OXFORD UNIVERSITY PRESS

History and Morality

ISBN : 9780198858713

Price(incl.tax): 
¥7,161
Author: 
Donald Bloxham
Pages
336 Pages
Format
Hardcover
Size
156 x 234 mm
Pub date
Jul 2020
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Against majority opinion within his profession, Donald Bloxham argues that it is legitimate, often unavoidable, and frequently important for historians to make value judgements about the past. History and Morality draws on a wide range of historical examples, and its author's insights as a practicing historian. Examining concepts like impartiality, neutrality, contextualisation, and the use and abuse of the idea of the past as a foreign country, Bloxham's book investigates how far tacit moral judgements infuse works of history, and how strange those histories would look if the judgements were removed. The author argues that rather than trying to eradicate all judgemental elements from their work, historians need to think more consistently about how, and with what justification, they make the judgements that they do. The importance of all this lies not just in the responsibilities that historians bear towards the past - responsibilities to take historical actors on those actors' own terms and to portray the impact of those actors' deeds - but also in the role of history as a source of identity, pride, and shame in the present. The account of moral thought in History and Morality has ramifications far beyond the activities of vocational historians.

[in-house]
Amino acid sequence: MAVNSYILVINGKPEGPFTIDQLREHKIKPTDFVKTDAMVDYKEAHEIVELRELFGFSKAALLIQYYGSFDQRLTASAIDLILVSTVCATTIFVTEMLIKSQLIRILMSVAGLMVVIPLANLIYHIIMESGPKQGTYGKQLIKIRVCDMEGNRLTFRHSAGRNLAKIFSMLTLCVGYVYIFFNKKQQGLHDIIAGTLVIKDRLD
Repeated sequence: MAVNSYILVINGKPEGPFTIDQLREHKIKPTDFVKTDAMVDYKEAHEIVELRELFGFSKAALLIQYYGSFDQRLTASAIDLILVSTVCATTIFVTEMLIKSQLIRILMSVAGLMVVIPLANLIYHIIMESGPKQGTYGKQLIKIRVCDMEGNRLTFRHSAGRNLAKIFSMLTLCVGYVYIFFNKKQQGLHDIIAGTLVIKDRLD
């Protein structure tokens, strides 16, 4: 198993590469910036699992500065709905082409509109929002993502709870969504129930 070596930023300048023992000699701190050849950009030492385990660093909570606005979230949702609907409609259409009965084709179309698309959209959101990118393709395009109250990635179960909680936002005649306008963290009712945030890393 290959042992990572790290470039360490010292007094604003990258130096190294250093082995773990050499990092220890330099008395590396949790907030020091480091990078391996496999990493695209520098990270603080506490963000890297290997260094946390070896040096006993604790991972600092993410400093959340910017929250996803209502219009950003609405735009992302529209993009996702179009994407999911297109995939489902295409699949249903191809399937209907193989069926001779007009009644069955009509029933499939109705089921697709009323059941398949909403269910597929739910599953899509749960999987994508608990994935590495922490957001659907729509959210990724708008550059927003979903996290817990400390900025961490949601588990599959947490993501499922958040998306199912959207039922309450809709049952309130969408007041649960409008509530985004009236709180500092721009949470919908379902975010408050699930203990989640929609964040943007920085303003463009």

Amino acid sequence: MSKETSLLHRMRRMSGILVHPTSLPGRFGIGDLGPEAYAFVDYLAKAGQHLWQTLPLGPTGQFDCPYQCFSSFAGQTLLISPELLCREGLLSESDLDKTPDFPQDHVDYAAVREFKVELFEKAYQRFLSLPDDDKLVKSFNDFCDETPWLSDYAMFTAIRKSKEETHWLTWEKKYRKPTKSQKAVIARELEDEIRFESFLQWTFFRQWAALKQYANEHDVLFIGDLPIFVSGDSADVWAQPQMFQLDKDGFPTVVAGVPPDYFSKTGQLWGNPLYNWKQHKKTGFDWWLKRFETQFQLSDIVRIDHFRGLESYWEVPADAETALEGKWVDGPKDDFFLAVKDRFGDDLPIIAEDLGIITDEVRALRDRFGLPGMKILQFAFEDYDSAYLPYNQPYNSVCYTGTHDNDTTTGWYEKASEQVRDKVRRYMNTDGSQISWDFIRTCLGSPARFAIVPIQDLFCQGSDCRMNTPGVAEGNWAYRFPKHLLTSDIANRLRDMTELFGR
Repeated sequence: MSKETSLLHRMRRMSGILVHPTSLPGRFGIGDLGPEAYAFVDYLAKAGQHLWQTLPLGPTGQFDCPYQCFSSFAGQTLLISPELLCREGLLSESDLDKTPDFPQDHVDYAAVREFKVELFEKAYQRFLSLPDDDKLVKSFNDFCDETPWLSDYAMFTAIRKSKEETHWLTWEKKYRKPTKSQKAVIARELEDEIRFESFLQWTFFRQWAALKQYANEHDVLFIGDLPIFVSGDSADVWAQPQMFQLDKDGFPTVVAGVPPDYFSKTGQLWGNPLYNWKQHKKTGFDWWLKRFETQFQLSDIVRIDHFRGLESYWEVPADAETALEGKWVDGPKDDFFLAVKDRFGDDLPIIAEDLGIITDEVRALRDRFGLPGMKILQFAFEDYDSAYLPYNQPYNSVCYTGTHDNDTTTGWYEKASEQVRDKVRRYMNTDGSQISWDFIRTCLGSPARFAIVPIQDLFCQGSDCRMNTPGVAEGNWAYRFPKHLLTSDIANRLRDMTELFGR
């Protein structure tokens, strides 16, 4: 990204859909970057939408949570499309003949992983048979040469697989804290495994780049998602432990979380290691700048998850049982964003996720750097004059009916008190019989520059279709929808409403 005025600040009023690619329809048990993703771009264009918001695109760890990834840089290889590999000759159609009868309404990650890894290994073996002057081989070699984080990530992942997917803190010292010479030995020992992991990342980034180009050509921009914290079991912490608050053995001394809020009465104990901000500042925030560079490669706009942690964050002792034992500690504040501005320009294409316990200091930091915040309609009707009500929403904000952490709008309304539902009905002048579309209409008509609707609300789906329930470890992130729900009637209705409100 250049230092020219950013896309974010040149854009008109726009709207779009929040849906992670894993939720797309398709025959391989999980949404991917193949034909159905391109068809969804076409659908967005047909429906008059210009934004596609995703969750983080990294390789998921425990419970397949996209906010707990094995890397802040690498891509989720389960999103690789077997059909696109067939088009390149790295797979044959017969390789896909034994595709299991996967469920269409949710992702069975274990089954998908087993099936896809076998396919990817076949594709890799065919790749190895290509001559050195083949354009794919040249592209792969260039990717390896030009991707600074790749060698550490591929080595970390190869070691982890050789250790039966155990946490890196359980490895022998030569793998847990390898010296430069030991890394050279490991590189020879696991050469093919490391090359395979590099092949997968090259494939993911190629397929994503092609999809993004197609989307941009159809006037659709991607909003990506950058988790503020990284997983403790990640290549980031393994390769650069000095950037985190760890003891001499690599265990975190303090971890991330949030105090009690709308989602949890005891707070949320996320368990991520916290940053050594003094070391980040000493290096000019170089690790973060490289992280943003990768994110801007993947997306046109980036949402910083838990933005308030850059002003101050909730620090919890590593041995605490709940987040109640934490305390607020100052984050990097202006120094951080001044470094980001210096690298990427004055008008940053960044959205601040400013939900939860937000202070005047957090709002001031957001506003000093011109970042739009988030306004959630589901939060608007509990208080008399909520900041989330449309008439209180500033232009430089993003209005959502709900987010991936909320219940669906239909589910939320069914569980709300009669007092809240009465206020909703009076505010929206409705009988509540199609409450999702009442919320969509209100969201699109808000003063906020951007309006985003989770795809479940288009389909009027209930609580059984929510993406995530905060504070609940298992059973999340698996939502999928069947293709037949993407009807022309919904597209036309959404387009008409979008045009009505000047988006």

Index: 

Introduction
1 Contemplating Historical Actors in Context
2 Writing History: Problems of Neutrality
3 Justifying Judgement on Things Past
4 History, Identity, and the Present
Bibliography of Works Cited

About the author: 

Donald Bloxham has taught at Edinburgh University since 2001. He was appointed Professor of Modern History in 2007 and given the established Richard Pares chair of history in 2011. Beyond his work on the history and philosophy of the discipline of history, he is a specialist in the study of genocide and of the punishment of perpetrators of genocide. His book The Great Game of Genocide: Imperialism, Nationalism, and the Destruction of the Ottoman Armenians (OUP, 2005) won the Raphael Lemkin Prize for genocide scholarship. He has also been a recipient of a Philip Leverhulme Prize and is currently on a Leverhulme Major Research Fellowship.

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